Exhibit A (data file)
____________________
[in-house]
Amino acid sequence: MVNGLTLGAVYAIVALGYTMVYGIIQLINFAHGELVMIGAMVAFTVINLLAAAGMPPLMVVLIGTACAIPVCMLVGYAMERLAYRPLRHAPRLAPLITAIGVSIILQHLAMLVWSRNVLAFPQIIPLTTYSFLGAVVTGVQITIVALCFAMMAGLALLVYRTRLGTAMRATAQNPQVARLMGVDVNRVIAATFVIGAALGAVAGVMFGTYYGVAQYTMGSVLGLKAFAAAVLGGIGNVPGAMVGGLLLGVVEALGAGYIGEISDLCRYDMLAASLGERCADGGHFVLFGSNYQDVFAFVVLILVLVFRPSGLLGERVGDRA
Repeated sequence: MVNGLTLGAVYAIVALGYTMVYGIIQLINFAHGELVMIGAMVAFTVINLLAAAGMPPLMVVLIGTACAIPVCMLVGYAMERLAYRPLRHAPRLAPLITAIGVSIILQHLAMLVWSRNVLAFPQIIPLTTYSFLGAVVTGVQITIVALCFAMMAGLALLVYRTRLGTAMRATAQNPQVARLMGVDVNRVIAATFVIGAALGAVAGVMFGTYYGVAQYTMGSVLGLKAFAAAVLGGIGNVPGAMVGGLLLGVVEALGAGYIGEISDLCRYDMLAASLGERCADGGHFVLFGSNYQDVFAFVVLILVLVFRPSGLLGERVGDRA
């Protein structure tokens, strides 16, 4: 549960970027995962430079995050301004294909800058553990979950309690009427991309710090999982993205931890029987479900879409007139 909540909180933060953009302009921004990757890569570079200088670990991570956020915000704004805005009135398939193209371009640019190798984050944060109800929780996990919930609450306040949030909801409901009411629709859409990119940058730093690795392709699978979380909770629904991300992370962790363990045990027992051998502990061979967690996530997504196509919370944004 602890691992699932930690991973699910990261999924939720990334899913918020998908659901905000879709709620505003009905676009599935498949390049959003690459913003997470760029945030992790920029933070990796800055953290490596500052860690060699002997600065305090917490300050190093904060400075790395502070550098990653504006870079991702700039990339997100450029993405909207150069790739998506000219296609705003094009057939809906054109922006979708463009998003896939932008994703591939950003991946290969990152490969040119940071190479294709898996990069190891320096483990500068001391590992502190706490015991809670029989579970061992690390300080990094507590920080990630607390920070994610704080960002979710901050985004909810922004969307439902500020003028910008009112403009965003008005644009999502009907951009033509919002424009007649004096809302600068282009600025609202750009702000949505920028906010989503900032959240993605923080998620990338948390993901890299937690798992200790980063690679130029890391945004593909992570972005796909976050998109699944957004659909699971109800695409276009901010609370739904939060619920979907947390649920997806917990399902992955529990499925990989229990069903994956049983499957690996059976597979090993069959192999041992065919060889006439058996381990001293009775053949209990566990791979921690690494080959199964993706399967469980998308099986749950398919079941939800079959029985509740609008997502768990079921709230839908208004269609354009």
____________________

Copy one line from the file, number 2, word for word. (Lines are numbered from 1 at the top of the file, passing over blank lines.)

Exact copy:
Amino acid sequence: MVNGLTLGAVYAIVALGYTMVYGIIQLINFAHGELVMIGAMVAFTVINLLAAAGMPPLMVVLIGTACAIPVCMLVGYAMERLAYRPLRHAPRLAPLITAIGVSIILQHLAMLVWSRNVLAFPQIIPLTTYSFLGAVVTGVQITIVALCFAMMAGLALLVYRTRLGTAMRATAQNPQVARLMGVDVNRVIAATFVIGAALGAVAGVMFGTYYGVAQYTMGSVLGLKAFAAAVLGGIGNVPGAMVGGLLLGVVEALGAGYIGEISDLCRYDMLAASLGERCADGGHFVLFGSNYQDVFAFVVLILVLVFRPSGLLGERVGDRA